The BRC has urged shoppers to buy from local shops to secure the future of the high street.
Many high street stores, including toyshops, reopen in England today as government restrictions on non-essential shops that were imposed back in March are lifted. According to the Office for National Statistics, non-food retailers have suffered a loss of £1.7bn a week in lost sales.
The British Retail Consortium has been monitoring shopper activity during the lockdown period, and its ShopperTrak survey found that, with only ‘essential’ retailers trading, the number of people physically visiting high street stores in May represented only 20% of the volume experienced last year.
Although shop owners are excited to be welcoming back customers in person, they remain cautious about how the early days of trading will be, with some predicting a modest increase in numbers initially, as the public gets used to new ways of shopping. They are hopeful, however, that consumer confidence will soon increase.
The BRC has predicted that limits on shoppers able to enter stores may result in lower footfall and fewer sales for some time, however data from locations in Europe where shops have already reopened, such as France and Italy, indicates that lower shopper numbers have been partially offset by higher average transactions. Stores there, which are several weeks ahead of the UK in emerging from the lockdown, have seen footfall rise by about 15-25% over recent weeks.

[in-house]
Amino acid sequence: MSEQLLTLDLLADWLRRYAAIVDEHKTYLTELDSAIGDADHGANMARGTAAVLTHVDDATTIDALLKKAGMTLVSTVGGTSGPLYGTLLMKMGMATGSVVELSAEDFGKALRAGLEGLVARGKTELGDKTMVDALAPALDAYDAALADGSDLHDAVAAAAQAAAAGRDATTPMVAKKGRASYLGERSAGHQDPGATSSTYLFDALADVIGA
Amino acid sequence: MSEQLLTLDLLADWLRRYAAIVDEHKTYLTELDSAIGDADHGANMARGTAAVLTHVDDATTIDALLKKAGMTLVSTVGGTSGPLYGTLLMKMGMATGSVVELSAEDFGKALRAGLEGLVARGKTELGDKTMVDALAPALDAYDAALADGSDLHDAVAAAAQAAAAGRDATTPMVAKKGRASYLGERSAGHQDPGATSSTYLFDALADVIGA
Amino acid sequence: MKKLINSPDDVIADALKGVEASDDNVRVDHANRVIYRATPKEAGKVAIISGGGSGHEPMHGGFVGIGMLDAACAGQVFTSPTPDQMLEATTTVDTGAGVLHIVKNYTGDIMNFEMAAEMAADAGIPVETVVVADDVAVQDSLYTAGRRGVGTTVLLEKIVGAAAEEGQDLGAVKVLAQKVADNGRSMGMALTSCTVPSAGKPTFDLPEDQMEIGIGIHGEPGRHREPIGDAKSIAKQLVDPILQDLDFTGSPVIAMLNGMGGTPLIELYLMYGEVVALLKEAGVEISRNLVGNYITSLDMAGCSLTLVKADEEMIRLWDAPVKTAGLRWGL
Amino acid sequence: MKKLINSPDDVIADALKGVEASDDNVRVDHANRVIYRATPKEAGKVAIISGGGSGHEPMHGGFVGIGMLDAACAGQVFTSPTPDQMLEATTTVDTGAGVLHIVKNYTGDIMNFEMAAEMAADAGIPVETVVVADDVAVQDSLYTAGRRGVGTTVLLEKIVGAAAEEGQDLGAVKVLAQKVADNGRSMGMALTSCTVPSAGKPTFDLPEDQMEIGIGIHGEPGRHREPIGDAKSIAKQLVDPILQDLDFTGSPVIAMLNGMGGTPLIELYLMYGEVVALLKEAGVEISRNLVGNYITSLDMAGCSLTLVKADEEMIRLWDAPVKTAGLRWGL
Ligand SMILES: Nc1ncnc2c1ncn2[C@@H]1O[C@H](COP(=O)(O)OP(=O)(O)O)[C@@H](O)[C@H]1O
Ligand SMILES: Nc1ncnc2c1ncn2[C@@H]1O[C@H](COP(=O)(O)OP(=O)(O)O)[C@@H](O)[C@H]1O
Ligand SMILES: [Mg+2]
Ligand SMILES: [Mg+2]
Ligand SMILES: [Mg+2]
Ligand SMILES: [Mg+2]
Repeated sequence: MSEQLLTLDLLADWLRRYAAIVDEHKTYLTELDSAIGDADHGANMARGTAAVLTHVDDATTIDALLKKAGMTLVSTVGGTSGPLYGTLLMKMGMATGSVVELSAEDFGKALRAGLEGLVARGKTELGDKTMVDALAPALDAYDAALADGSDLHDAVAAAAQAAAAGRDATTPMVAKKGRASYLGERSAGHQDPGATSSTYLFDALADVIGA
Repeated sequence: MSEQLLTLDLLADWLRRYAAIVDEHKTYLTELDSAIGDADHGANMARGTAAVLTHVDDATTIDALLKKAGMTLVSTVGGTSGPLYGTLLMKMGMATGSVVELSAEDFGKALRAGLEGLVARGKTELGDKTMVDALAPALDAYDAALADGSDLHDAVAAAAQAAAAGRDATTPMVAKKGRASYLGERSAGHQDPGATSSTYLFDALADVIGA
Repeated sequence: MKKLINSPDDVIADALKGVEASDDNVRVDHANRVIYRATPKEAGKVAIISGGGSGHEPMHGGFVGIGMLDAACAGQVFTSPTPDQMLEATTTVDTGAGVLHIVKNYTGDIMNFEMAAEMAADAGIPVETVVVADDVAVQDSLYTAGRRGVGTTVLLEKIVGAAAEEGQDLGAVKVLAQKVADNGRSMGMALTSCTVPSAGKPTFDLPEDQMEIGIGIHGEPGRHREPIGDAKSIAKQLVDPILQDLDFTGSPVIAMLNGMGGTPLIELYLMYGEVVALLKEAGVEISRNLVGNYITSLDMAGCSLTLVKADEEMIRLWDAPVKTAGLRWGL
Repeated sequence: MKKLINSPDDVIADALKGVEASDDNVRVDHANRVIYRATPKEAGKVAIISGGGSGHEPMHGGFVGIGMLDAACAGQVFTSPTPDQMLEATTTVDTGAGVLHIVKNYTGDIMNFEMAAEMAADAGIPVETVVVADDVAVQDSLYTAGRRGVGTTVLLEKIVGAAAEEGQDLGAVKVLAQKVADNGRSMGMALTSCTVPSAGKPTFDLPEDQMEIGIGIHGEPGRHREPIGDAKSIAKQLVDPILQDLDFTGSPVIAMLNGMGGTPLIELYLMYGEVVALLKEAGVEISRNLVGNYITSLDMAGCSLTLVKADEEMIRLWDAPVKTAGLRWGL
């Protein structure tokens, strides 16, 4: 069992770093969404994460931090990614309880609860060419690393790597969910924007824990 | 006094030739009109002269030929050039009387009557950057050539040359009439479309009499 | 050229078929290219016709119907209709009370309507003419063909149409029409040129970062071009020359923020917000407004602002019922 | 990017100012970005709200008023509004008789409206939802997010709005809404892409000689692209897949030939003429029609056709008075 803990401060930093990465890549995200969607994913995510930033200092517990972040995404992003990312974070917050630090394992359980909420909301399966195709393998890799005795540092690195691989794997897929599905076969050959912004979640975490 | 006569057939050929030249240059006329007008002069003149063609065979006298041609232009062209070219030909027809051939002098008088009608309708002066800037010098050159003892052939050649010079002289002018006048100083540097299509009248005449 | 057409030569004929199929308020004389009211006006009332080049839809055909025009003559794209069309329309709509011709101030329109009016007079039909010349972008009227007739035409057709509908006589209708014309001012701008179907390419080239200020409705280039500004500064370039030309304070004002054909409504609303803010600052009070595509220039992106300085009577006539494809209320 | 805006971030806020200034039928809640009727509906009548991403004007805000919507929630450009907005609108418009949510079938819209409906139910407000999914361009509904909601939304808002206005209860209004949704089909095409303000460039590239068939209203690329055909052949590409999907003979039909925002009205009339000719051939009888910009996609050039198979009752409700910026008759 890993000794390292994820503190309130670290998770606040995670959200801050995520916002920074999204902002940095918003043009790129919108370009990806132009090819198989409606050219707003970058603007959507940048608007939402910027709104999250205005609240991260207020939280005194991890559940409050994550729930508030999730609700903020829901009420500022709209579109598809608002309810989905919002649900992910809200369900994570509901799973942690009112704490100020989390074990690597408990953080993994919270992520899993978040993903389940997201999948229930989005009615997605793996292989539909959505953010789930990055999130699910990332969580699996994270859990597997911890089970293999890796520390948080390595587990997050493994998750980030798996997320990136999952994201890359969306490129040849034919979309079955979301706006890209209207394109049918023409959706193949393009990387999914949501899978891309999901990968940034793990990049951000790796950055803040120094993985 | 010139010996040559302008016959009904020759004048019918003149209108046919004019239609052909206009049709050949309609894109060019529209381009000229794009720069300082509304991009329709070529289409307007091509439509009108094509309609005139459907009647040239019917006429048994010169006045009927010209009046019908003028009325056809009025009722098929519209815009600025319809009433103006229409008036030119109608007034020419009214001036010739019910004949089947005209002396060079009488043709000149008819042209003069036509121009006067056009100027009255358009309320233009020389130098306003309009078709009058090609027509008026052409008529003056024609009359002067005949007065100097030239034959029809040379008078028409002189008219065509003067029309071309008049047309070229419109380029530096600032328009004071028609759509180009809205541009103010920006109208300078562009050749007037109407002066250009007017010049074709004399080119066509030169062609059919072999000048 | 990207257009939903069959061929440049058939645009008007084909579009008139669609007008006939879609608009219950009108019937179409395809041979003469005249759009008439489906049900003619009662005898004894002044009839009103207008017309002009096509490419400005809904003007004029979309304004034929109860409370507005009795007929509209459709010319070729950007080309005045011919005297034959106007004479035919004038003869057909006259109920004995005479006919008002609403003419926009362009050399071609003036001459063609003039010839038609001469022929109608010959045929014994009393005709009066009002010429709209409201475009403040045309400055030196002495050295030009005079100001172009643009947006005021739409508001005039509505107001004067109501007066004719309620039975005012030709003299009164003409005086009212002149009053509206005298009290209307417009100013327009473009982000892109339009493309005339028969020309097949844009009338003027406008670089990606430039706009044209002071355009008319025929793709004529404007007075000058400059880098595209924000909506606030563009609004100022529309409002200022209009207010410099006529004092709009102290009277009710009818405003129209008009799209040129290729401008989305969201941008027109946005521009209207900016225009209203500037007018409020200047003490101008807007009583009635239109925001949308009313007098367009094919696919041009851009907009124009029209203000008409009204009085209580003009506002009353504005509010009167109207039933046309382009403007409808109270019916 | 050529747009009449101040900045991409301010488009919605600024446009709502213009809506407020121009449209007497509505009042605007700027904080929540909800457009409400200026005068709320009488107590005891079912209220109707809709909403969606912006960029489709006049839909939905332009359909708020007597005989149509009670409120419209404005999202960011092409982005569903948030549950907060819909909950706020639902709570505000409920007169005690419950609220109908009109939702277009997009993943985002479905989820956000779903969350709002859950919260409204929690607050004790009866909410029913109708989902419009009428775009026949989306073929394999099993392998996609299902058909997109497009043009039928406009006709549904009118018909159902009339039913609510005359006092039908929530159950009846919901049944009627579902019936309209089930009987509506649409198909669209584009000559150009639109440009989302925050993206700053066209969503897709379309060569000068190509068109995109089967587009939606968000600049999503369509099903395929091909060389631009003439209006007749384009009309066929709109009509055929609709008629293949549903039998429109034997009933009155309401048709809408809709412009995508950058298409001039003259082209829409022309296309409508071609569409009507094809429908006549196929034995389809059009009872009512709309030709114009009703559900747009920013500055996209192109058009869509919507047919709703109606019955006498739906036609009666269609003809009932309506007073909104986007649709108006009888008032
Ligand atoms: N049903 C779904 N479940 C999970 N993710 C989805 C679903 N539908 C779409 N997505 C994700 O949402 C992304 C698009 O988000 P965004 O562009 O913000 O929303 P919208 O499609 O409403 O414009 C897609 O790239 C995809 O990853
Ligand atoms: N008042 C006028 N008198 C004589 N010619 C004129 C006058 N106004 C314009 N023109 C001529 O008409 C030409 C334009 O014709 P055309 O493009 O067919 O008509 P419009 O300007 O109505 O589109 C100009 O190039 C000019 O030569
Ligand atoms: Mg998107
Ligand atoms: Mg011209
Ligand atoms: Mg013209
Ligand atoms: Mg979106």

Store owners are appealing to customers to support their local shops to help them survive the coronavirus pandemic, which has had a significant effect on high street trade. Helen Dickinson, the chief executive of the British Retail Consortium, has highlighted that there is “still a risk that many physical shops could end up closing their doors again – only this time, permanently”. The BRC has called on the government to temporarily cut VAT to help boost demand and has appealed to the public to support local shops.
In a comment to The Guardian, Gary Grant, founder and chairman of The Entertainer, said: “It’s really important people go back to using their high street. We employ local people in local towns and if I want to hold on to my staff, I need turnover.”
However, Gary is grateful that 160 Entertainer stores will open their doors today and believes this is a cause for celebration. He has experienced a roller coaster of emotions while dealing with the effects of the pandemic, from “genuinely thinking (the company) would go bust” to being confident it would survive, albeit “weaker and bruised”.
“It is a really important day for us, as a retailer, that we can actually open our shops to the public again. We think we’re actually going to be quite busy.”